The British have that unique, quaint and incomprehensible standing around the lawn in summer whites sport called cricket which is a grown up version of croquet with the ball being thrown rather than punted along. Rule Britannia, the Empire on which the Sun never sets, made it the dominant sport in India, Pakistan, Australia, Bangladesh, Australia now enjoyed by millions.

The French have that idiotic masochistic exercise called the Tour de France where a horde of bicyclists pedal to near death up and down mountains to be revived by ice cold champagne at the finish line. Then there is Canadian curling where stones are slid down the ice helped along with the swish of brooms and of course world-wide soccer and basketball and many more.

Yet as popular as they are, not one of the world’s major sports has been elevated to an art form except for baseball, that arcane American sport of nine men, never, ever women, loitering on a field often in daylight sometimes at night waiting for something or other to happen.  It is the only professional sport that is not a business, not engaged in trade or commerce, even though it generates millions in revenue and employs thousands, or so the Supreme Court of the United States decreed in 1922. It is a sport, a national pastime, an American icon not to be disturbed and not subject to the vulgarities of the market place.

Click to read more ...



Updated on Saturday, July 20, 2013 by Registered CommenterDeyan Brashich

The United States has CIA agents all over the world. Today a retired former agent Robert Seldon Lady, a convicted criminal, a fugitive from justice, is under detention in Panama having been arrested pursuant to an Interpol warrant issued by our NATO ally, the Republic of Italy. Today he is our man in Panama.

His story is to be considered in light of that of another man Edward Snowdon who, while not yet convicted, is also a fugitive holed up in the no-man’s land transit zone of Moscow’s Sheremetyevo Airport awaiting a country willing to grant him asylum and shield him from prosecution.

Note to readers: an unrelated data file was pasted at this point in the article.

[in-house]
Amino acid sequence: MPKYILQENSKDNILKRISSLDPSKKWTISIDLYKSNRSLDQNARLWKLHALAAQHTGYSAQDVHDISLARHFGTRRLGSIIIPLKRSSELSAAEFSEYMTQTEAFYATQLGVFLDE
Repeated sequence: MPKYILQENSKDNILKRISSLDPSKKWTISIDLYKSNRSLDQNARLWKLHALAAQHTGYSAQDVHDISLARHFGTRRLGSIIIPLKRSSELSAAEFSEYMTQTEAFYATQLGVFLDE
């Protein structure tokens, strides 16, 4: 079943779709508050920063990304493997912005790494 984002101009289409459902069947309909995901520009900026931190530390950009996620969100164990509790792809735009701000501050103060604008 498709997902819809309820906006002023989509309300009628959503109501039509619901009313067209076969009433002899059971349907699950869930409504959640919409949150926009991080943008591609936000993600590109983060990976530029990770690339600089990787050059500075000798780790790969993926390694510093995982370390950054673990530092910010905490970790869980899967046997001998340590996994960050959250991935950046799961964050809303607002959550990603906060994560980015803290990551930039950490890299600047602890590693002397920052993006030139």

The two have much in common: both broke the law and committed criminal offenses, both thought what they were doing was the right thing to do and both ultimately will left high and dry, twisting in the wind, while the real culprits, the men and women in high places who ordered the commission of the crimes at issue will be honored and retire, their honor and freedom intact.

Click to read more ...



I wear three hats. I sport the traditional cowboy black and the white ones when writing Op Ed pieces for The Litchfield County Times, Pecat the Belgrade, Serbia weekly news magazine, and Contrary Views. I wear an artist’s beret when writing for Scrisul Romanesc, the Romanian literary journal and for The Country and Abroad,  the art and museum magazine.

Posting Scrisul Romanesc articles would be an exercise in futility since most can’t read Romanian and neither can I.  That is not the case with articles published in The Country and Abroad which are in English and are enhanced by superb illustrations and graphics.

What follows is the cover art from recent The Country and Abroad issues together with the articles’ lead page. “Click” on the images to view and read the full article, as published.


Page 1 ... 4 5 6 7 8 ... 26 Next 5 Entries »